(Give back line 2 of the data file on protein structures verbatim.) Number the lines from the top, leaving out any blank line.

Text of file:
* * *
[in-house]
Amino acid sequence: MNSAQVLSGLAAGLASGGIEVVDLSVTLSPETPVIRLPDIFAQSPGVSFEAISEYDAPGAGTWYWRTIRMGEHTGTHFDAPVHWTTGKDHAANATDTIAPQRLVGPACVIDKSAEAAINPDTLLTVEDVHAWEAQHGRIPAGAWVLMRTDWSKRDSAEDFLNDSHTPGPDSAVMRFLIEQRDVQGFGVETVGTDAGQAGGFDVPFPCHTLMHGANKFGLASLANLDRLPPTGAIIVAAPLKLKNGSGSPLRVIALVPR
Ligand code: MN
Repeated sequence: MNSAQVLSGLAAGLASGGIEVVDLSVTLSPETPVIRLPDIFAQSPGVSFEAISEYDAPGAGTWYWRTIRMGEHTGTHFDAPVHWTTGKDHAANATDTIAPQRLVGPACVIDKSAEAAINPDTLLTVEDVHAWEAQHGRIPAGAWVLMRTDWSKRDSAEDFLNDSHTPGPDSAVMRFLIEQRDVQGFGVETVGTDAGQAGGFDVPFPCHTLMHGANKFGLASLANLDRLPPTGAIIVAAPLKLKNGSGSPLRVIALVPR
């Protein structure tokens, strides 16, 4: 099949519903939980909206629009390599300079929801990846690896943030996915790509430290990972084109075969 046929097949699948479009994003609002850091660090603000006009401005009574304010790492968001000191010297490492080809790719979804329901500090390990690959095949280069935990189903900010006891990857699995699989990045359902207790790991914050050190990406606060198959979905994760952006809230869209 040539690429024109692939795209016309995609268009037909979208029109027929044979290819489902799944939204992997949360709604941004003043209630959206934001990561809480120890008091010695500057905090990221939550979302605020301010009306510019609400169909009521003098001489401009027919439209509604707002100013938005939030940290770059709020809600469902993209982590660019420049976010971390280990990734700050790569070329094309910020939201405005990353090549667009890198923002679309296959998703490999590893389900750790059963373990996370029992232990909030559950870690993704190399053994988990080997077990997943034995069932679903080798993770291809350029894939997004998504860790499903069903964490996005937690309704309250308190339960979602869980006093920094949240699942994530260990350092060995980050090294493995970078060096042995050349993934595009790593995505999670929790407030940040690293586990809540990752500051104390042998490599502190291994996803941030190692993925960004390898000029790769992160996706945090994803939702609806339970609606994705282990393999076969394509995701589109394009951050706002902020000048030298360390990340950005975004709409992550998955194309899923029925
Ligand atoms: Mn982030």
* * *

Amino acid sequence: MNSAQVLSGLAAGLASGGIEVVDLSVTLSPETPVIRLPDIFAQSPGVSFEAISEYDAPGAGTWYWRTIRMGEHTGTHFDAPVHWTTGKDHAANATDTIAPQRLVGPACVIDKSAEAAINPDTLLTVEDVHAWEAQHGRIPAGAWVLMRTDWSKRDSAEDFLNDSHTPGPDSAVMRFLIEQRDVQGFGVETVGTDAGQAGGFDVPFPCHTLMHGANKFGLASLANLDRLPPTGAIIVAAPLKLKNGSGSPLRVIALVPR